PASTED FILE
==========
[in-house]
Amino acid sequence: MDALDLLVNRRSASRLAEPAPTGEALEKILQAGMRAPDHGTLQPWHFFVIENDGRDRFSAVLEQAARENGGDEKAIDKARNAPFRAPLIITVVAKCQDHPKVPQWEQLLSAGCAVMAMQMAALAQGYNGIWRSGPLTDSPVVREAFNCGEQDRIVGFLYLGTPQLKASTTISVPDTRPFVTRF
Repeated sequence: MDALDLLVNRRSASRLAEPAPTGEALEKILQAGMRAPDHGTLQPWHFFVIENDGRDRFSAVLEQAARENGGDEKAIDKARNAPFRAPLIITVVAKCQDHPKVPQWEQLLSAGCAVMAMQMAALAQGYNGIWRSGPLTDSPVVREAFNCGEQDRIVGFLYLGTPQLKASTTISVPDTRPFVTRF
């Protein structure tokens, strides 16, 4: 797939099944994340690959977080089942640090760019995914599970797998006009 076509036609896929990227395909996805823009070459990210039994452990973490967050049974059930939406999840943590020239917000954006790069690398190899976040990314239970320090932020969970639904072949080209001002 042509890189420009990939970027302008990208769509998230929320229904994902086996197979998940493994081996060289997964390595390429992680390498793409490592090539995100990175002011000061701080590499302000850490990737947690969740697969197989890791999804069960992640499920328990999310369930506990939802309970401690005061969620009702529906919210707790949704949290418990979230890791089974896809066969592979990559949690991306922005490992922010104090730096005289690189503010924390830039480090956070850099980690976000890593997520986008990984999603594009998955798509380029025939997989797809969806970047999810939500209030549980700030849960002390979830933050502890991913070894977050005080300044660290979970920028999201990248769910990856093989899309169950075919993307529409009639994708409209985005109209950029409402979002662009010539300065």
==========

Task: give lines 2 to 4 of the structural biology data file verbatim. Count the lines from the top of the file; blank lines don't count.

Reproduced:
Amino acid sequence: MDALDLLVNRRSASRLAEPAPTGEALEKILQAGMRAPDHGTLQPWHFFVIENDGRDRFSAVLEQAARENGGDEKAIDKARNAPFRAPLIITVVAKCQDHPKVPQWEQLLSAGCAVMAMQMAALAQGYNGIWRSGPLTDSPVVREAFNCGEQDRIVGFLYLGTPQLKASTTISVPDTRPFVTRF
Repeated sequence: MDALDLLVNRRSASRLAEPAPTGEALEKILQAGMRAPDHGTLQPWHFFVIENDGRDRFSAVLEQAARENGGDEKAIDKARNAPFRAPLIITVVAKCQDHPKVPQWEQLLSAGCAVMAMQMAALAQGYNGIWRSGPLTDSPVVREAFNCGEQDRIVGFLYLGTPQLKASTTISVPDTRPFVTRF
């Protein structure tokens, strides 16, 4: 797939099944994340690959977080089942640090760019995914599970797998006009 076509036609896929990227395909996805823009070459990210039994452990973490967050049974059930939406999840943590020239917000954006790069690398190899976040990314239970320090932020969970639904072949080209001002 042509890189420009990939970027302008990208769509998230929320229904994902086996197979998940493994081996060289997964390595390429992680390498793409490592090539995100990175002011000061701080590499302000850490990737947690969740697969197989890791999804069960992640499920328990999310369930506990939802309970401690005061969620009702529906919210707790949704949290418990979230890791089974896809066969592979990559949690991306922005490992922010104090730096005289690189503010924390830039480090956070850099980690976000890593997520986008990984999603594009998955798509380029025939997989797809969806970047999810939500209030549980700030849960002390979830933050502890991913070894977050005080300044660290979970920028999201990248769910990856093989899309169950075919993307529409009639994708409209985005109209950029409402979002662009010539300065």